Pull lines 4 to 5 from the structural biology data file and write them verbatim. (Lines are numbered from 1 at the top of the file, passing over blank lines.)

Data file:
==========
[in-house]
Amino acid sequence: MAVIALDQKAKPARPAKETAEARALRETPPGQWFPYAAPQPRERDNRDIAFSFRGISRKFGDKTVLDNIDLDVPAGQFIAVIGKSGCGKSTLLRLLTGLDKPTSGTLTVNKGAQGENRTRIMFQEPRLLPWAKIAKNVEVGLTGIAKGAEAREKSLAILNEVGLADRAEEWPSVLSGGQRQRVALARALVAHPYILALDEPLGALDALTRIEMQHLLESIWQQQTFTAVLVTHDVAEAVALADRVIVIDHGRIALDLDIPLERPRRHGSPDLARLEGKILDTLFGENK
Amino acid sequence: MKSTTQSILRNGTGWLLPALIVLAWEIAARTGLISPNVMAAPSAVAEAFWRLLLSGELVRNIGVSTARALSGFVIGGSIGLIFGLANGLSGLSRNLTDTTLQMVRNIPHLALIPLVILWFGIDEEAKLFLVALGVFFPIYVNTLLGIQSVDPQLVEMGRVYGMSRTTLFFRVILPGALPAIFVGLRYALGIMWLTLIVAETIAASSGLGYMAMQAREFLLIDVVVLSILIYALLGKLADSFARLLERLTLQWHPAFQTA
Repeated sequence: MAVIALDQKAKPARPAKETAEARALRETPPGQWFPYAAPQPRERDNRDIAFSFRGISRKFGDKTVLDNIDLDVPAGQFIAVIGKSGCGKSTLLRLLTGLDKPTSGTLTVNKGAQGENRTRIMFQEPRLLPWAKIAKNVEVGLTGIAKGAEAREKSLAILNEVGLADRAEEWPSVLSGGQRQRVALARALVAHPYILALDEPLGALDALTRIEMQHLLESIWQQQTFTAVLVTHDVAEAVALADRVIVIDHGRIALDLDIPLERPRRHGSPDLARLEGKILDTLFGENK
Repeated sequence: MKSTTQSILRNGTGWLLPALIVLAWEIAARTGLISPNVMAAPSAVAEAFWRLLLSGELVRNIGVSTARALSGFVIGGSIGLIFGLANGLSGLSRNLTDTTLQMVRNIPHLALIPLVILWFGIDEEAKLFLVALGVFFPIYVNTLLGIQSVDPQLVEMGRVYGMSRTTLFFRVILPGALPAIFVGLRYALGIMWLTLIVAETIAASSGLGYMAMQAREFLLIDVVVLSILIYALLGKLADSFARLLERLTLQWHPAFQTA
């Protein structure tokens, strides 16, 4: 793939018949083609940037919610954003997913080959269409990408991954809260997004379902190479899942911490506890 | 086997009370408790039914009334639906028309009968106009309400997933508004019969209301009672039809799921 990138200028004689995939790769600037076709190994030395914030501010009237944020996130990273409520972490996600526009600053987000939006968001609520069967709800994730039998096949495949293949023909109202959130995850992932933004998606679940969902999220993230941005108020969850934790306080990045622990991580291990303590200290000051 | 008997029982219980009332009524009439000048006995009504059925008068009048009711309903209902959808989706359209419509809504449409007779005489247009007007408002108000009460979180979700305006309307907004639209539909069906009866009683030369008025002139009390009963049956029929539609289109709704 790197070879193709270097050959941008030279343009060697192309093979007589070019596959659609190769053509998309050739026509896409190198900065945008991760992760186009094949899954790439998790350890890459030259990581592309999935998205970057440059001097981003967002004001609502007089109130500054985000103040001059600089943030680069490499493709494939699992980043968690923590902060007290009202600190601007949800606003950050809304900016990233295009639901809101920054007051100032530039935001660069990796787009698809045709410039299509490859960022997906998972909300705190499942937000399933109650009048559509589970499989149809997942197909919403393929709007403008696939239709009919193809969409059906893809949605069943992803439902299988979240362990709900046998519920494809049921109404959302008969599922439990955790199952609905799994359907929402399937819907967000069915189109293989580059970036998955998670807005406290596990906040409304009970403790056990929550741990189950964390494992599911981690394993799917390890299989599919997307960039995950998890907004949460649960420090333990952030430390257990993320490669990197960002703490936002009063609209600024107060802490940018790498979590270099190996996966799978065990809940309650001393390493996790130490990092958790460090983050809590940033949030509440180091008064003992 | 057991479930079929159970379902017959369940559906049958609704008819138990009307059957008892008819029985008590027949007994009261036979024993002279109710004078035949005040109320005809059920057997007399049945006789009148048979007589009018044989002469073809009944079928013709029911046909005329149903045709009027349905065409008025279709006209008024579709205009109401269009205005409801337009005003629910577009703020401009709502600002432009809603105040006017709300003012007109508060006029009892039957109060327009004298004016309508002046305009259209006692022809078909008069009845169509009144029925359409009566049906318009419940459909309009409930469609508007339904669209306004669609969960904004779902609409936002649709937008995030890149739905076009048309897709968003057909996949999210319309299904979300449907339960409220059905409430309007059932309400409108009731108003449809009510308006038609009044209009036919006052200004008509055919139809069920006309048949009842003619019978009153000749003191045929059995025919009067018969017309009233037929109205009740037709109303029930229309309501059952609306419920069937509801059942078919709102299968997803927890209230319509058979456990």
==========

Repeated sequence: MAVIALDQKAKPARPAKETAEARALRETPPGQWFPYAAPQPRERDNRDIAFSFRGISRKFGDKTVLDNIDLDVPAGQFIAVIGKSGCGKSTLLRLLTGLDKPTSGTLTVNKGAQGENRTRIMFQEPRLLPWAKIAKNVEVGLTGIAKGAEAREKSLAILNEVGLADRAEEWPSVLSGGQRQRVALARALVAHPYILALDEPLGALDALTRIEMQHLLESIWQQQTFTAVLVTHDVAEAVALADRVIVIDHGRIALDLDIPLERPRRHGSPDLARLEGKILDTLFGENK
Repeated sequence: MKSTTQSILRNGTGWLLPALIVLAWEIAARTGLISPNVMAAPSAVAEAFWRLLLSGELVRNIGVSTARALSGFVIGGSIGLIFGLANGLSGLSRNLTDTTLQMVRNIPHLALIPLVILWFGIDEEAKLFLVALGVFFPIYVNTLLGIQSVDPQLVEMGRVYGMSRTTLFFRVILPGALPAIFVGLRYALGIMWLTLIVAETIAASSGLGYMAMQAREFLLIDVVVLSILIYALLGKLADSFARLLERLTLQWHPAFQTA